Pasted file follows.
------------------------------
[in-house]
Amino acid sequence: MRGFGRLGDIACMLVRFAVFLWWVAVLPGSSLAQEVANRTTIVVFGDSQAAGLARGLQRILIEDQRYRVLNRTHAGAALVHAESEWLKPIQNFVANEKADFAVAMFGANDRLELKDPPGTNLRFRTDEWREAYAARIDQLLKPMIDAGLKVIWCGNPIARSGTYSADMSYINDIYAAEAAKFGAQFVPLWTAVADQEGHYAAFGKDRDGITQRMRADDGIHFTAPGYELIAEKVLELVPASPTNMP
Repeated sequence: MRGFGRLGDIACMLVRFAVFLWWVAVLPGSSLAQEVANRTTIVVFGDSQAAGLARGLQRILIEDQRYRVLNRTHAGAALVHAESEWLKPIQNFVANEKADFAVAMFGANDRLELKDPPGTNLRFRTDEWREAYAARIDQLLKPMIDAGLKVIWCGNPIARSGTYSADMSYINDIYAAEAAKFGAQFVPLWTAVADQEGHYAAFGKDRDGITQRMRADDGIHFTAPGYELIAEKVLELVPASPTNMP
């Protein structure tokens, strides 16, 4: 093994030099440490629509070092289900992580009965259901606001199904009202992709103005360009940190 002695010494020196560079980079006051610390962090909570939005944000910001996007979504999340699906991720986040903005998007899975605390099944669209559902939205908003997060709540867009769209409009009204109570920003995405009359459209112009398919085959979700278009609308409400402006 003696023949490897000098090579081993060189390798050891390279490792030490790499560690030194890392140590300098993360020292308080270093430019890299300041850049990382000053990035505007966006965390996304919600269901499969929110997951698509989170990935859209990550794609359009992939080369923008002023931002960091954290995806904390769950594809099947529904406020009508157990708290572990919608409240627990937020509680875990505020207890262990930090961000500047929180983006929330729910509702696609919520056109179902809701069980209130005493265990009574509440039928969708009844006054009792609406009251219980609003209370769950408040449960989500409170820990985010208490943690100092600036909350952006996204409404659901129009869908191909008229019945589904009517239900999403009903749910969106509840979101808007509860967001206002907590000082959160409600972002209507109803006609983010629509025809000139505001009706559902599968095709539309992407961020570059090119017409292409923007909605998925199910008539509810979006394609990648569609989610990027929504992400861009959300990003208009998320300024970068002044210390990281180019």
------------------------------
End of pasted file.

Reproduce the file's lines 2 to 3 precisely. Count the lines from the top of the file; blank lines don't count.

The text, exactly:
Amino acid sequence: MRGFGRLGDIACMLVRFAVFLWWVAVLPGSSLAQEVANRTTIVVFGDSQAAGLARGLQRILIEDQRYRVLNRTHAGAALVHAESEWLKPIQNFVANEKADFAVAMFGANDRLELKDPPGTNLRFRTDEWREAYAARIDQLLKPMIDAGLKVIWCGNPIARSGTYSADMSYINDIYAAEAAKFGAQFVPLWTAVADQEGHYAAFGKDRDGITQRMRADDGIHFTAPGYELIAEKVLELVPASPTNMP
Repeated sequence: MRGFGRLGDIACMLVRFAVFLWWVAVLPGSSLAQEVANRTTIVVFGDSQAAGLARGLQRILIEDQRYRVLNRTHAGAALVHAESEWLKPIQNFVANEKADFAVAMFGANDRLELKDPPGTNLRFRTDEWREAYAARIDQLLKPMIDAGLKVIWCGNPIARSGTYSADMSYINDIYAAEAAKFGAQFVPLWTAVADQEGHYAAFGKDRDGITQRMRADDGIHFTAPGYELIAEKVLELVPASPTNMP